• NMDA receptor, nuclear localization, splice variant.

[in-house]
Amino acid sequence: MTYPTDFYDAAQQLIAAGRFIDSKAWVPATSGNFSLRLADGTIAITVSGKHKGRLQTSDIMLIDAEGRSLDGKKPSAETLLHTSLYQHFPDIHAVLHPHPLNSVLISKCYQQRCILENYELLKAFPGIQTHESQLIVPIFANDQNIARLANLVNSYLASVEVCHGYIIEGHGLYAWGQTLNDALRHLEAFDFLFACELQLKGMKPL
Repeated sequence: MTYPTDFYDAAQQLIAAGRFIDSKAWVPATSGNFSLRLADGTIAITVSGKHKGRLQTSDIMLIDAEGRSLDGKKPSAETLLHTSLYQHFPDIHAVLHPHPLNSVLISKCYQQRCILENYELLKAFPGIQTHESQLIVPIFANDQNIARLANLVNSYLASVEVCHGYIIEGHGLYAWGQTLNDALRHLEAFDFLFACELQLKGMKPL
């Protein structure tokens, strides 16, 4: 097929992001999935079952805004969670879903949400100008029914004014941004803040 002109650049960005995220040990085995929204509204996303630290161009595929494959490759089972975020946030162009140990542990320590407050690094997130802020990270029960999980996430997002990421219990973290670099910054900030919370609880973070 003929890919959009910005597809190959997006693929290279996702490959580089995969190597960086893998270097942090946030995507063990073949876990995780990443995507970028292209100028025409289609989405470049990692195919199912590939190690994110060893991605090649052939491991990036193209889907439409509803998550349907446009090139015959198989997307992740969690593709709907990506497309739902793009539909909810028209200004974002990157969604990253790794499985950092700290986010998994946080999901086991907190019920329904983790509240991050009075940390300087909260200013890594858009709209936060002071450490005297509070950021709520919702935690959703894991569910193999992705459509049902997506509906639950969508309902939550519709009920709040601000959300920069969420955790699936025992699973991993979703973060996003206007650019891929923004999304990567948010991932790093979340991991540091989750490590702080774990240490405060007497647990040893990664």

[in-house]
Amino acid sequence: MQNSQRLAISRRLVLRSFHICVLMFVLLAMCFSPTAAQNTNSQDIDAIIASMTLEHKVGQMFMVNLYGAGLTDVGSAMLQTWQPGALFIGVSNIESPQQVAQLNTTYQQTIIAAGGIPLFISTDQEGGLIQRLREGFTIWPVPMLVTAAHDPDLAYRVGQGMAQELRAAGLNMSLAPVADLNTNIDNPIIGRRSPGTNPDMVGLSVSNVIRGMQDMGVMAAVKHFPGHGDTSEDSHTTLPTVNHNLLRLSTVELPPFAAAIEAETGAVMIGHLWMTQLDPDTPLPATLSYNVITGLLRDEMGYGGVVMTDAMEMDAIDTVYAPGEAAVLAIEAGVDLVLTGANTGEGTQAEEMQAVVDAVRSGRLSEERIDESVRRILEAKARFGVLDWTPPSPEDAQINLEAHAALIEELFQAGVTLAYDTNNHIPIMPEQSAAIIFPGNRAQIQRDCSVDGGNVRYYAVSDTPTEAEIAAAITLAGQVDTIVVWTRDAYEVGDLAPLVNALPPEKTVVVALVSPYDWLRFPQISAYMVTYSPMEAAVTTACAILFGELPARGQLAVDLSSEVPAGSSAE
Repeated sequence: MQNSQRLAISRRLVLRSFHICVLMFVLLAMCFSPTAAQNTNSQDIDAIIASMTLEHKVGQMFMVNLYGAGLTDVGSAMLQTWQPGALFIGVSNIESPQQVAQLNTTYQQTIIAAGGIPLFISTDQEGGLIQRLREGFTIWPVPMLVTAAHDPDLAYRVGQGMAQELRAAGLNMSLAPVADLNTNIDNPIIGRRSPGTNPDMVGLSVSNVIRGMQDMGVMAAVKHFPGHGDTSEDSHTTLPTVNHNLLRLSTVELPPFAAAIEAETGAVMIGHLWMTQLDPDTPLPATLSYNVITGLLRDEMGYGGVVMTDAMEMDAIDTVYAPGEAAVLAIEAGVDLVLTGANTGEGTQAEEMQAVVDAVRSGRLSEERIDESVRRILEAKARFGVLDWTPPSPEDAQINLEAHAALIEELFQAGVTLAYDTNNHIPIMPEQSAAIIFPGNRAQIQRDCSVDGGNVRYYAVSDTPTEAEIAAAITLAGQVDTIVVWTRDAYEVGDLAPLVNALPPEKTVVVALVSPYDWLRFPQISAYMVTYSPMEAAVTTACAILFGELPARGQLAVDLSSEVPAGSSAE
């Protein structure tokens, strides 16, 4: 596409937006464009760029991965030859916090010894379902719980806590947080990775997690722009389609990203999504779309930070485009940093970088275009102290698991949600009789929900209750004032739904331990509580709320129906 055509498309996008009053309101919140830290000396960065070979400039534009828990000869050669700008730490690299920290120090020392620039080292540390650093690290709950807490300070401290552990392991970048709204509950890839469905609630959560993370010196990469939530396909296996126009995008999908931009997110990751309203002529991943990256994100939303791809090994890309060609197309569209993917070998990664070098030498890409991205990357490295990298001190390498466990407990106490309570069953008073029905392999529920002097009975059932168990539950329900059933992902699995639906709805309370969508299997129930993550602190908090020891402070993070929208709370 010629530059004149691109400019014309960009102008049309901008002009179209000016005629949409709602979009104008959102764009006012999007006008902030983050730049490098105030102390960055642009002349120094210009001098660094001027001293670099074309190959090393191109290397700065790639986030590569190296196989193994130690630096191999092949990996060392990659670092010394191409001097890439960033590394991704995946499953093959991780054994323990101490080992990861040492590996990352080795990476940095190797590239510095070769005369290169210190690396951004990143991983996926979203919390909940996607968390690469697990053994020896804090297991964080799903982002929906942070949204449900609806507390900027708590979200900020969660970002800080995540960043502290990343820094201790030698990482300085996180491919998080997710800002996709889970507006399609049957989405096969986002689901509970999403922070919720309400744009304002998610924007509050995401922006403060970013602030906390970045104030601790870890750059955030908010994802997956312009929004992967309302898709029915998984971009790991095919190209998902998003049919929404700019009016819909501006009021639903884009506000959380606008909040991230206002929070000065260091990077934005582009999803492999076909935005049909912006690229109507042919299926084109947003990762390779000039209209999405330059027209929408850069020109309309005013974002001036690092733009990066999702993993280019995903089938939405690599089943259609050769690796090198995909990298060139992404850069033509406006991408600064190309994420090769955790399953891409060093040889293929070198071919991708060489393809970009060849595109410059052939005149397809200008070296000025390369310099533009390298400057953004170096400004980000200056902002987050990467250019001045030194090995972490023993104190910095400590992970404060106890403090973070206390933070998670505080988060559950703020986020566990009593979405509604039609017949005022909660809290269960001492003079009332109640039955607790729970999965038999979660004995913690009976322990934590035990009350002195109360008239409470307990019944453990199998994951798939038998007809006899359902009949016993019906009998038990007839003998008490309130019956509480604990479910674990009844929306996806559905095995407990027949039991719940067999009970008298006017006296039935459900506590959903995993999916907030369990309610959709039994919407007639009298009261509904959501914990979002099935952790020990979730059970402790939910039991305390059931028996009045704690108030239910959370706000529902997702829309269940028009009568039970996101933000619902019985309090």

The N-methyl-d-aspartate receptor (NMDAR) is a multimeric transmembrane protein composed of at least two subunits. One subunit, NR1, is derived from a single gene and can be subdivided into three regions: the N-terminal extracellular domain, the transmembrane regions, and the C-terminal intracellular domain. The N-terminal domain is responsible for Mg2+ metal ion binding and channel activity, while the transmembrane domains are important for ion channel formation. The intracellular C-terminal domain is involved in regulating receptor activity and subcellular localization. Our recent experiments indicated that the intracellular C-terminal domain, when expressed independently, localizes almost exclusively in the nucleus. An examination of the amino acid sequence reveals the presence of a putative nuclear localization sequence (NLS) in the C1 cassette of the NR1 intracellular C-terminus. Using an expression vector designed to test whether a putative NLS sequence is a valid, functional NLS, we have demonstrated that a bi-partite NLS does in fact exist within the NR1-1 C-terminus. Computer algorithms identified a putative helix–loop–helix motif that spanned the C0C1 cassettes of the C-terminus. These data suggest that the NR1 subunit may represent another member of a family of transmembrane proteins that undergo intramembrane proteolysis, releasing a cytosolic peptide that is actively translocated to the nucleus leading to alterations in gene regulation.